(Maria Cohut, Healthline Media) Having sex can flavor our nights, and days, with sweet pleasure and excitement, relieving stress and worry.
And, of course, sex has been key to ensuring that the human race lives on.
Sex influences our brain activity in ways that may impact our emotions, sensitivity to pain, and even sleep.
Recent studies have shown that it can have an effect on how much we eat, and how well the heart functions.
Sex has been cited as an effective method of burning calories, with scientists noting that appetite is reduced in the aftermath.
Brain activity and sexual stimulation
For both men and women, sexual stimulation and satisfaction have been demonstrated to increase the activity of brain networks related to pain and emotional states, as well as to the reward system.
This led some researchers to liken sex to other stimulants from which we expect an instant “high,” such as drugs and alcohol.
The brain and penile stimulation
A study by researchers at the University Medical Center Groningen in the Netherlands used positron emission tomography scans to monitor the cerebral blood flow of male participants while their genitals were being stimulated by their female partners.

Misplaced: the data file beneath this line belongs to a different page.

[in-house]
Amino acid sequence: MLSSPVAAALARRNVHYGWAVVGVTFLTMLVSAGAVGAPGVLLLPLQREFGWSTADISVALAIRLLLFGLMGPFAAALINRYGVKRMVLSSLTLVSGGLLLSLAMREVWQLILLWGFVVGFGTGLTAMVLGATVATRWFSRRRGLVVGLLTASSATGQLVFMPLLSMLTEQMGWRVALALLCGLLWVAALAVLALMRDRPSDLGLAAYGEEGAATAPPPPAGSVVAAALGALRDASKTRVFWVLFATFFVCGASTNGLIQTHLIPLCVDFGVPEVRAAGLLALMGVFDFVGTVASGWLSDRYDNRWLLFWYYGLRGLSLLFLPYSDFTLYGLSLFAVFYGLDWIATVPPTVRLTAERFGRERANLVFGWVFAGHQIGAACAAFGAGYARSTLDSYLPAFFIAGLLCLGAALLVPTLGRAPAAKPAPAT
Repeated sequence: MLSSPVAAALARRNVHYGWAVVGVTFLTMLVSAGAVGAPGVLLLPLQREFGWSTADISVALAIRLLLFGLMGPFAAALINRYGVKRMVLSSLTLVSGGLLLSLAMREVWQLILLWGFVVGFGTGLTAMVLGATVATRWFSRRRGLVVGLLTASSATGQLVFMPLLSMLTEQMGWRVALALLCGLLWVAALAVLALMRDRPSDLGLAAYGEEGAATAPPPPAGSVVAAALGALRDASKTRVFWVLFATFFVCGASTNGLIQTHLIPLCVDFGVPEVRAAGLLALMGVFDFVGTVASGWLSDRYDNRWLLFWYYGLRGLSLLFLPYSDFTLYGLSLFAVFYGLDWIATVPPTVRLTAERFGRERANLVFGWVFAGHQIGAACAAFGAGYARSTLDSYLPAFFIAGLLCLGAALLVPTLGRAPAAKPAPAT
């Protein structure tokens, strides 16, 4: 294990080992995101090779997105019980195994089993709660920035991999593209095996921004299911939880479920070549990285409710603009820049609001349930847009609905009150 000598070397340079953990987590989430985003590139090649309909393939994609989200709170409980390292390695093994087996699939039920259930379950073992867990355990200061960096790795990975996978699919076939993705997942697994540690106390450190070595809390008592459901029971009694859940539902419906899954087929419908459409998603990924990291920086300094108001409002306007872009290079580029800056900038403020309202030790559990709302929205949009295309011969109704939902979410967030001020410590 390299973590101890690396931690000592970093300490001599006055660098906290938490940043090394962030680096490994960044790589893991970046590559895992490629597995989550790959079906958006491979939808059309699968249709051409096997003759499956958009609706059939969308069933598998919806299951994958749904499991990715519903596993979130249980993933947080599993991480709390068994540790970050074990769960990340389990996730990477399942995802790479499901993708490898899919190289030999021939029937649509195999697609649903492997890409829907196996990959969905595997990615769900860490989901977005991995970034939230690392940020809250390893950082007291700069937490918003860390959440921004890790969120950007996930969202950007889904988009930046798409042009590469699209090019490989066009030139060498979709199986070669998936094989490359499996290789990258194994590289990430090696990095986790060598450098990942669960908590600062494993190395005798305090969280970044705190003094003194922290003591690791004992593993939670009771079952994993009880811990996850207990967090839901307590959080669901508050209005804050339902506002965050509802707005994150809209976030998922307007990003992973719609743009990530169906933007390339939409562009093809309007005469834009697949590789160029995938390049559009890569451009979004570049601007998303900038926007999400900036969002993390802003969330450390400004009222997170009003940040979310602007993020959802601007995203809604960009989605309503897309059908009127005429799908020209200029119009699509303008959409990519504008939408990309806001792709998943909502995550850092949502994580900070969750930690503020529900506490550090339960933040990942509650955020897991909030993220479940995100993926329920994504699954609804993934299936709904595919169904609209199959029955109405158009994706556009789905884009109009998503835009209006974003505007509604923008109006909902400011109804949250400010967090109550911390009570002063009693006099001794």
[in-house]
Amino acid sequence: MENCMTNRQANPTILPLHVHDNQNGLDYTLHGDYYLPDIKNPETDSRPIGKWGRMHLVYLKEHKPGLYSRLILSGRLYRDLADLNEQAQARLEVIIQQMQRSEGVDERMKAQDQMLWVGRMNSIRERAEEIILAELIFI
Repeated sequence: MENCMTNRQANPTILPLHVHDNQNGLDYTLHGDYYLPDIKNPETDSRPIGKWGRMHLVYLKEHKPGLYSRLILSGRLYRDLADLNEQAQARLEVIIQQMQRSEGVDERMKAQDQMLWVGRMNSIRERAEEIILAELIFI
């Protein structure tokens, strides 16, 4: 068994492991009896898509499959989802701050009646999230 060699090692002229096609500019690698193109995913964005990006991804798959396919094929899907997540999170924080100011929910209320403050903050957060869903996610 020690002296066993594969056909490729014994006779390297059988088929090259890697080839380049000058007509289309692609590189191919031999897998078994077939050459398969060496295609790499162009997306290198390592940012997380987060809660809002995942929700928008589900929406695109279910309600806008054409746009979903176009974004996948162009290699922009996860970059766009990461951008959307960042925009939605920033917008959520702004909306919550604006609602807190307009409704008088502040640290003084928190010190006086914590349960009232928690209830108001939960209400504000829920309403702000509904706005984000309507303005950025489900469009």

The scans demonstrated that stimulating the erect penis increased blood flow in the posterior insula and the secondary somatosensory cortex in the right hemisphere of the brain, while decreasing it in the right amygdala.
The brain and the female orgasm
In a study of the female orgasm that was conducted last year, scientists from Rutgers University in Newark, NJ, monitored the brain activity of 10 female participants as they achieved the peak of their pleasure — either by self-stimulation or by being stimulated by their partners.
The regions that were “significantly activated” during orgasm, the team found, included part of the prefrontal cortex, the orbitofrontal cortex, the insula, the cingulate gyrus, and the cerebellum. Read the full story at Medical News Today.